Kate Middleton made her first official public appearance since it became possible to tell, albeit barely, by the shape of her body that she is in fact pregnant. She wore a dress by MaxMara and visited a hospital. (More on her and that Hilary Mantel piece later.) [Telegraph]
After the first issue of T, the New York Times' fashion magazine, edited by incoming editor Deborah Needleman was published, many readers noticed something curious: that it contained no images of people of color in any of its editorial photography or articles. All of the models were white, and all of the subjects were white. Prompted by the newspaper's public editor, Needleman said that the all-white issue was an oversight:
It was something I noticed and regretted as we were putting the issue together. We are a global magazine and so would like the content , subjects and geography of stories to reflect that. In coming issues, we cover the people and places of Seoul, São Paulo, Kenya, Bollywood actors, Nigeria, etc. A majority of fashion models are still unfortunately mostly white, but it is our aim to celebrate quality and beauty in all its diverse forms. We can and will aim to do better, but our goal is first and foremost to deliver the best stories we find, and it is my belief that quality and good journalism appeal to all of us regardless of our specific ethnic origins.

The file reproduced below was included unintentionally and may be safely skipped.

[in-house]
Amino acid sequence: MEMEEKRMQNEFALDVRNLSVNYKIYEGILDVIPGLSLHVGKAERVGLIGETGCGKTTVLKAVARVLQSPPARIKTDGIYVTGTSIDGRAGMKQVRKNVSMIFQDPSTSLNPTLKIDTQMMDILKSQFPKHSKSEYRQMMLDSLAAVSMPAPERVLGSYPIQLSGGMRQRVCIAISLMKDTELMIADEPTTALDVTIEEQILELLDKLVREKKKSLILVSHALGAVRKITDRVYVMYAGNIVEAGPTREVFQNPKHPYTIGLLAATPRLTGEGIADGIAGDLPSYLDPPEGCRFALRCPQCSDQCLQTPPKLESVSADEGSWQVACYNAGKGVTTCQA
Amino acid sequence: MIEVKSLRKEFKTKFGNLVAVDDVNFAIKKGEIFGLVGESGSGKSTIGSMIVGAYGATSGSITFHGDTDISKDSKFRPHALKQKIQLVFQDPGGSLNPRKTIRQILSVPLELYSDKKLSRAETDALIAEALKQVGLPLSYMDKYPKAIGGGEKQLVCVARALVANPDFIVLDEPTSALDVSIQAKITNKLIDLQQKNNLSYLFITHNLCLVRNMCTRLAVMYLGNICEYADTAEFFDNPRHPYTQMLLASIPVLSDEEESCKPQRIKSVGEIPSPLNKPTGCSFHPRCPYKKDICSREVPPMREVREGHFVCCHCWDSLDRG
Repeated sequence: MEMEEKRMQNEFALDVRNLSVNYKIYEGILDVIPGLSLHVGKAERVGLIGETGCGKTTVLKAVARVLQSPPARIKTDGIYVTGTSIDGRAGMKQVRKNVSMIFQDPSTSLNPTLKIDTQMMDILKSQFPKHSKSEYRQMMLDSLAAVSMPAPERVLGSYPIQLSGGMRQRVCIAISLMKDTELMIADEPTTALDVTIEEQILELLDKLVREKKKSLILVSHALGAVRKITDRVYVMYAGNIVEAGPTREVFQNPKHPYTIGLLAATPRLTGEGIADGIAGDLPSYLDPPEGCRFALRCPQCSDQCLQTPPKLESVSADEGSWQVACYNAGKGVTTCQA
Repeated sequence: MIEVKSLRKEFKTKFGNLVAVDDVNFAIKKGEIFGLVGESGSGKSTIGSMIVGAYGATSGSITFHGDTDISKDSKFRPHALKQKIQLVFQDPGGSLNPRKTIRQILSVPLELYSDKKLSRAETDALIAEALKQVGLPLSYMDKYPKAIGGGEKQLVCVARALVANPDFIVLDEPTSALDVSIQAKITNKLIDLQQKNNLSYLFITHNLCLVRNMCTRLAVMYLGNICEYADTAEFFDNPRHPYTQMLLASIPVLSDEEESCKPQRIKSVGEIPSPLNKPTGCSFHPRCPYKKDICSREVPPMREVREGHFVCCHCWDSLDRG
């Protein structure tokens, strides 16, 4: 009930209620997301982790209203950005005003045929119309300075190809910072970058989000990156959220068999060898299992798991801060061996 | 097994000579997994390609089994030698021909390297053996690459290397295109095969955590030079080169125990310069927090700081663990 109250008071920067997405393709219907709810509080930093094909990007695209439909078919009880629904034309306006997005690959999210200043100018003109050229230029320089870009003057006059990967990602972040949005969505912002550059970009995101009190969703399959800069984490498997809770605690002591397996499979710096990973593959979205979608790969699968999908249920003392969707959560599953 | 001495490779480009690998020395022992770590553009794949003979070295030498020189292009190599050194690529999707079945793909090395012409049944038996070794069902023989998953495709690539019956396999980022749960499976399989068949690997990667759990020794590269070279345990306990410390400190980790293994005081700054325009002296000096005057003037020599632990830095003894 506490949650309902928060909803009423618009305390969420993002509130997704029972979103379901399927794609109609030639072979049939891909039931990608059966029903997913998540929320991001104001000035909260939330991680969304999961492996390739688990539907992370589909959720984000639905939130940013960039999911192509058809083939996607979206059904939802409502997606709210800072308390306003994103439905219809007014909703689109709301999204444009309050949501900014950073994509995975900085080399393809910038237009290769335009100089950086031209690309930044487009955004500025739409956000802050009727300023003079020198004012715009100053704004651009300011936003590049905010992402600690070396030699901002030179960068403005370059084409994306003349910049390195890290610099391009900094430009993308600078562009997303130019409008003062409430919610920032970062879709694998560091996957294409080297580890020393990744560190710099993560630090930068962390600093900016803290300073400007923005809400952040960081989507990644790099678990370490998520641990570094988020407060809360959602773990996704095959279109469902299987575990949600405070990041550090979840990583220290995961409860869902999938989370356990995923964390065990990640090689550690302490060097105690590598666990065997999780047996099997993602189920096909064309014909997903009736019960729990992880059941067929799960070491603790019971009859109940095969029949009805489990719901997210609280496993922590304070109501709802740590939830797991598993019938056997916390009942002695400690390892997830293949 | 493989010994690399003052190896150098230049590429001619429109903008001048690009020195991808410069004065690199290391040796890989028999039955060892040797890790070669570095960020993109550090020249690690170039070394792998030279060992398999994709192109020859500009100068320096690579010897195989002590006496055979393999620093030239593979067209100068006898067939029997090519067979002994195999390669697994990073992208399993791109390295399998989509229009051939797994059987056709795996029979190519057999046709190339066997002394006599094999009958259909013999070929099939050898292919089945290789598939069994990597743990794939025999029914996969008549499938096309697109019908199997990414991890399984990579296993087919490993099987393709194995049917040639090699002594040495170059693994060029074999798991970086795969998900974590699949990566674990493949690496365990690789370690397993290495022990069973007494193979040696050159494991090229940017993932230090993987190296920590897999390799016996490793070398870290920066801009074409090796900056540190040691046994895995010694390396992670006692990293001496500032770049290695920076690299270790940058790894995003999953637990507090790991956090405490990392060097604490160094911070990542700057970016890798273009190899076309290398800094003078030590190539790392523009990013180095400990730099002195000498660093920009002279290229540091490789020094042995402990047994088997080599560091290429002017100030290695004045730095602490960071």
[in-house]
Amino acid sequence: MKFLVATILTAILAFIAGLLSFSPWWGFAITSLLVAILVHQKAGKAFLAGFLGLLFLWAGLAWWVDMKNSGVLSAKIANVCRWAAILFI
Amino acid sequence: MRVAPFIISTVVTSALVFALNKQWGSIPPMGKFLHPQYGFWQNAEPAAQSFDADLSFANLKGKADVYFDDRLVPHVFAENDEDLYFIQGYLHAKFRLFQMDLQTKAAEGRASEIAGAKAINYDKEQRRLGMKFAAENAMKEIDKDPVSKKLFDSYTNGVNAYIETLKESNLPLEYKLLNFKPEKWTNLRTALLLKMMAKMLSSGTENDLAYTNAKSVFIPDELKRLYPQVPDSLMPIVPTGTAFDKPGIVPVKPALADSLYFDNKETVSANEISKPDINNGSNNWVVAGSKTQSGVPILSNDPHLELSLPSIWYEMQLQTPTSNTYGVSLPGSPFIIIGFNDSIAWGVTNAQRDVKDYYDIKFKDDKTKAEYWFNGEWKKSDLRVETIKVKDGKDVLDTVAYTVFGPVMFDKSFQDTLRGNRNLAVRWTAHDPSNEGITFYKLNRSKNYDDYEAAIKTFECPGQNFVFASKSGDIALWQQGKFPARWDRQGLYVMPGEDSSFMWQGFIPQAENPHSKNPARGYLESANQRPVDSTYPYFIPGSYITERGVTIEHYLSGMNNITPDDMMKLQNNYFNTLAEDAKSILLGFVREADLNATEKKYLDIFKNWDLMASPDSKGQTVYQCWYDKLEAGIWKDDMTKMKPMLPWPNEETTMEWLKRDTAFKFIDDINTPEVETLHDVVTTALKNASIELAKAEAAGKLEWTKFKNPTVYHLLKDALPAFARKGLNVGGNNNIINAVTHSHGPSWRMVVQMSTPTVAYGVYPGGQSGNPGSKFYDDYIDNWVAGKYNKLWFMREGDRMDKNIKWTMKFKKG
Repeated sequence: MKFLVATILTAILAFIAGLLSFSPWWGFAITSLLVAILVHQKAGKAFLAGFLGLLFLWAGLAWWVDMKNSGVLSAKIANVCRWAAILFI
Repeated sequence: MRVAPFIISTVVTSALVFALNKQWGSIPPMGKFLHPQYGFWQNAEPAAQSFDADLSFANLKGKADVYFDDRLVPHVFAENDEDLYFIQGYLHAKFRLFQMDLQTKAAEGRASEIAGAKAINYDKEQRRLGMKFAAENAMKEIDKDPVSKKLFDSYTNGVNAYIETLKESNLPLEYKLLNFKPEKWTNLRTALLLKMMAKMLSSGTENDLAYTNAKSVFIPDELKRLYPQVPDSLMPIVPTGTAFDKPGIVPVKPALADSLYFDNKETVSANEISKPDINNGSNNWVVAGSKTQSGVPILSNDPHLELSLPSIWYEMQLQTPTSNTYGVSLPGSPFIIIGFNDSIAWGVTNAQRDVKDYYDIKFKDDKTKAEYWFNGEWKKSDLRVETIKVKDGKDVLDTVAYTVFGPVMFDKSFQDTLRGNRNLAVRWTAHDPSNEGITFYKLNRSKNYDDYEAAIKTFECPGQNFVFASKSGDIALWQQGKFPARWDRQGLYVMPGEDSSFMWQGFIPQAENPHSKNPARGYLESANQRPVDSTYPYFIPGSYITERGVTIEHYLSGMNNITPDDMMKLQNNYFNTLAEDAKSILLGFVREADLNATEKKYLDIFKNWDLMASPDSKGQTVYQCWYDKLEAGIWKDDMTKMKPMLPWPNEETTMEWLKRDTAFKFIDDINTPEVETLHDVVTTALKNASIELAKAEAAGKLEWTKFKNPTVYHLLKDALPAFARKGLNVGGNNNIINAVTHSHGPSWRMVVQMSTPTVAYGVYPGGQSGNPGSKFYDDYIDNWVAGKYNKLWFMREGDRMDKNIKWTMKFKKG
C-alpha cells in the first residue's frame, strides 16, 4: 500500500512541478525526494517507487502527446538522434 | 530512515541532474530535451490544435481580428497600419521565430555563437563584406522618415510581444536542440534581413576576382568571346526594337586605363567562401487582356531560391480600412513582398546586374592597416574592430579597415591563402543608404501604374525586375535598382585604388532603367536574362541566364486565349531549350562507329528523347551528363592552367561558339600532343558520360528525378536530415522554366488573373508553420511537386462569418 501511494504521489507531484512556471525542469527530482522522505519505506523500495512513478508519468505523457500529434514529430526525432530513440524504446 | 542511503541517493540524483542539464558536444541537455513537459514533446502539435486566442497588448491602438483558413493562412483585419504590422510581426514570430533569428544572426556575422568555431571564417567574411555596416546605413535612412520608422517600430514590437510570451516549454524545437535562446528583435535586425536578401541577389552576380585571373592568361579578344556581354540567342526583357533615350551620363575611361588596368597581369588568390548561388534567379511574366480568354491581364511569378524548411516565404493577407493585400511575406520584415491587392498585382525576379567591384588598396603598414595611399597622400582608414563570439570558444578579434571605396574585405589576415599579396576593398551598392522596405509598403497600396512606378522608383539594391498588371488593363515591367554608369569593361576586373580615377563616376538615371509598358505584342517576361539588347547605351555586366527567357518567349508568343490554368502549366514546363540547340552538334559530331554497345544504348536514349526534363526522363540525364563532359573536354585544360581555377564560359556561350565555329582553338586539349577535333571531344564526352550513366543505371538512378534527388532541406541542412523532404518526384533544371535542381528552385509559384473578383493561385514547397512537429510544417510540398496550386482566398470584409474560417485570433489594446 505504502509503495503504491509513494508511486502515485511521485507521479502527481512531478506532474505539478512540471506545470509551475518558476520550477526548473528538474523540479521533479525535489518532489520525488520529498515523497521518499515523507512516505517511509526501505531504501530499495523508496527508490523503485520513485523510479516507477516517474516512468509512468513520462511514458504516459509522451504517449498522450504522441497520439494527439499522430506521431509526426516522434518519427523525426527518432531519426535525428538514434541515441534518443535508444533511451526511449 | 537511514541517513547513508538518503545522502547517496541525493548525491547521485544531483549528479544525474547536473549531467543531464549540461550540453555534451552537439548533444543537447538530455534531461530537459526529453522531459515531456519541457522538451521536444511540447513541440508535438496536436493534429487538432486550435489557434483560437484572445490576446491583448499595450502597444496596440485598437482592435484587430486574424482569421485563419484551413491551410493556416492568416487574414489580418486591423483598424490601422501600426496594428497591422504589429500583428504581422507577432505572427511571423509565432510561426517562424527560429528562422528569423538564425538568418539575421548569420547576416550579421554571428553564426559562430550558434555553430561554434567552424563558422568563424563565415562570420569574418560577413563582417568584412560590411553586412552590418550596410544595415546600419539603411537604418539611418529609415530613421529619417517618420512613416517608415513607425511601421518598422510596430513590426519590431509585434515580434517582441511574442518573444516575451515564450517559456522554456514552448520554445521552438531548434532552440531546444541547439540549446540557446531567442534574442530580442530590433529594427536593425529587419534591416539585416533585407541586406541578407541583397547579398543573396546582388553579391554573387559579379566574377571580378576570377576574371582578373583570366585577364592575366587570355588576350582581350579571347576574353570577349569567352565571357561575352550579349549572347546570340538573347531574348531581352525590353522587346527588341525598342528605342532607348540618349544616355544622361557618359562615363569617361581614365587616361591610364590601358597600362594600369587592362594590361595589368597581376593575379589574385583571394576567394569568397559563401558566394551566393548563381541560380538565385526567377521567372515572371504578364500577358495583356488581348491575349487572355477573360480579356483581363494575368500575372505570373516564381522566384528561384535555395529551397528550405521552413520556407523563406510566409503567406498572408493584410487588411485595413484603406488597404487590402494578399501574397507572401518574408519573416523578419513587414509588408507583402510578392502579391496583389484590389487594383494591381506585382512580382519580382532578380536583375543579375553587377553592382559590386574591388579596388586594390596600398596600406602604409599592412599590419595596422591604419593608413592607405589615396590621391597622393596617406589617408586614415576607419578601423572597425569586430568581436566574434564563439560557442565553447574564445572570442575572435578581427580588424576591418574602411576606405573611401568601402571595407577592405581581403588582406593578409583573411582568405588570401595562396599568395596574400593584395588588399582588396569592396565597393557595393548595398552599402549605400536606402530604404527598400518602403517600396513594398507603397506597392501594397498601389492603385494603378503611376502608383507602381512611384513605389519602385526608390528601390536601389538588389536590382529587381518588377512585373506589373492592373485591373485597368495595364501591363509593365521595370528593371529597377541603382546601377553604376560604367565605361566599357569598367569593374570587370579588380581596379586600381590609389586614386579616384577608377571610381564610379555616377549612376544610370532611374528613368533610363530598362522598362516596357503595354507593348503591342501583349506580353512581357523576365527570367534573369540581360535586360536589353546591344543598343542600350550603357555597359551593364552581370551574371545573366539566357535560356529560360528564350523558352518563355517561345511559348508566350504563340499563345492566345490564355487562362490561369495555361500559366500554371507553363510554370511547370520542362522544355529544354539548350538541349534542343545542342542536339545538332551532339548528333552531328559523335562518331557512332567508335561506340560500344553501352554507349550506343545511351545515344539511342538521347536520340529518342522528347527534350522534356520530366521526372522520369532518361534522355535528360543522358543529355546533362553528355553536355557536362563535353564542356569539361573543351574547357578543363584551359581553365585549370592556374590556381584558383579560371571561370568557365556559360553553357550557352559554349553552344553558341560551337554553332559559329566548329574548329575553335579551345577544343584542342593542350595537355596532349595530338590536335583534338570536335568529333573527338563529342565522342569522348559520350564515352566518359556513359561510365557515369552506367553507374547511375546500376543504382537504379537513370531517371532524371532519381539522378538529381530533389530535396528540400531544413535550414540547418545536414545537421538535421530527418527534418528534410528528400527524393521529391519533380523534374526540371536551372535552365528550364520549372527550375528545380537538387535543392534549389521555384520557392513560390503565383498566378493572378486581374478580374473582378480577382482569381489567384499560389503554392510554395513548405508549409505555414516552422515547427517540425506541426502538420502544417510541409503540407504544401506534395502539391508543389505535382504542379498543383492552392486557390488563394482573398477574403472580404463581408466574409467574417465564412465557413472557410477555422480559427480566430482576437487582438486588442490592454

One reason we track racial diversity on the runway is that the models who get the most exposure in a runway season often become the models magazine editors and luxury brands look to when casting their editorials and campaigns. When the runways are mostly white, so are the magazines and the ads. It's a shame that this is still a problem we're wrestling with in 2013. [NYTimes]